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The technology is not particularly new, and neither is the idea.
But, using hydrogen as an alternative fuel source via a proton-exchange membrane fuel cell, also known as a polymer electrolyte membrane, is quickly gaining traction. It is something scientists at Los Alamos National Laboratory are looking to make efficient and cost-effective enough to see it used on a large-scale basis, first with long-haul 18-wheelers and eventually with everyday vehicles.
Estimates show that simple conversion of the country’s transportation fleet could cut related greenhouse gasses in the United States by 20%.
Rod Borup, hydrogen and fuel cell technologies lab program manager, recently discussed the lab’s progress in its monthly online Science on Tap community outreach reports.
LANL is part of a Department of Energy-funded consortium of five national labs called the Million Mile Fuel Cell Truck, joining with the Lawrence Berkeley National Laboratory, the Argonne National Laboratory, the National Renewable Energy Laboratory and â€‹the Oak Ridge National Laboratory.
Mukund Mukundan, one of the many scientists working locally with Borup on the project, said the lab is trying to reduce the cost of the technology, while bumping its efficiency significantly from where it is at the moment.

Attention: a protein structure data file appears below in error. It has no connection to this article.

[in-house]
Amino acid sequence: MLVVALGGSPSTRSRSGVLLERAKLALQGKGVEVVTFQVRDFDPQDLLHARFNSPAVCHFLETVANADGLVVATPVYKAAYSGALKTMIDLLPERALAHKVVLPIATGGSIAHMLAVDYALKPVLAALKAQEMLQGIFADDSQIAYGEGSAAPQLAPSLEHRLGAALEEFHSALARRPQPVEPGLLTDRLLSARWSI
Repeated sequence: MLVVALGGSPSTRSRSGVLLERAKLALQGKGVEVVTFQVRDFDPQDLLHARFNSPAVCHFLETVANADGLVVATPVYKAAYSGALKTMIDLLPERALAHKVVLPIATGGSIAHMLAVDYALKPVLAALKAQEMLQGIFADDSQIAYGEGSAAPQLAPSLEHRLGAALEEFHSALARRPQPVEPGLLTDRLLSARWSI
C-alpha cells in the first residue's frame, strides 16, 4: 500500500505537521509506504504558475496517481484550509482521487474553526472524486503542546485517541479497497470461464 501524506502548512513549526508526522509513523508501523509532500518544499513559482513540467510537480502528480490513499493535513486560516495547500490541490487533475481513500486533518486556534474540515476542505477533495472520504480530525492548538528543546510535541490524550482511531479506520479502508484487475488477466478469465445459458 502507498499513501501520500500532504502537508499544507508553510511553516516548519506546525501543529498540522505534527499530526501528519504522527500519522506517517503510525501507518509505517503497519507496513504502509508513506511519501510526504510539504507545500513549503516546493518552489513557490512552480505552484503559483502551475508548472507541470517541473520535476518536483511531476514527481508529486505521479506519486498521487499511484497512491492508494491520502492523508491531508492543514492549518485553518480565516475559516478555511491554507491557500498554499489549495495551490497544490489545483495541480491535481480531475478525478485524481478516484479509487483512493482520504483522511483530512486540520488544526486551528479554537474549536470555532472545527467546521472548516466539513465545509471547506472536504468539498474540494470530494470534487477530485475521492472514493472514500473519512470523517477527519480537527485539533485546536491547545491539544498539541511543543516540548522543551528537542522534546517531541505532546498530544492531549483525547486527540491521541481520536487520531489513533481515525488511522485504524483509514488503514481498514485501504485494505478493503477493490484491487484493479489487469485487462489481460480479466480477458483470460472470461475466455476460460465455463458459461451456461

Mukundan, who holds a Ph.D. in materials science and engineering from the University of Pennsylvania, is a fellow of the Electrochemical Society and holds seven patents. He has worked at Los Alamos National Laboratory since 1999, focusing on making the nation’s transportation and energy sectors cleaner and more efficient.
“The key is understanding the degradation mechanisms,” Mukundan said. “And proposing solutions.”
The drive is to produce a multi-component membrane electrode assembly, which acts as a divider/catalyst between hydrogen and air, that doesn’t deteriorate at the current rate. Additionally, the best material is platinum, which is quite expensive, so finding a cheaper material that can better withstand the generated heat will make a big difference, Mukundan said.
The goal is to reach about 30,000 hours of use, up from the current 5,000 to 8,000 hours, he said, while still maintaining about 400 miles before needing a hydrogen recharge. And to do it in five years or less.
Costs will naturally begin to fall, as well, when the hydrogen infrastructure becomes more common and catches up with expanding demand, he said.
Auto manufacturers are already looking for alternative fuel technologies to help reduce the carbon factor.
“There’s a lot more urgency now,” Mukundan said. “The administration is pushing a lot for this. They do see this as our future. More future companies are looking at this. There’s a lot of excitement around this area, for sure.”
The next talk on July 9 is by Mukundan’s wife, Harshini Mukundan, who is an infectious disease diagnosis expert.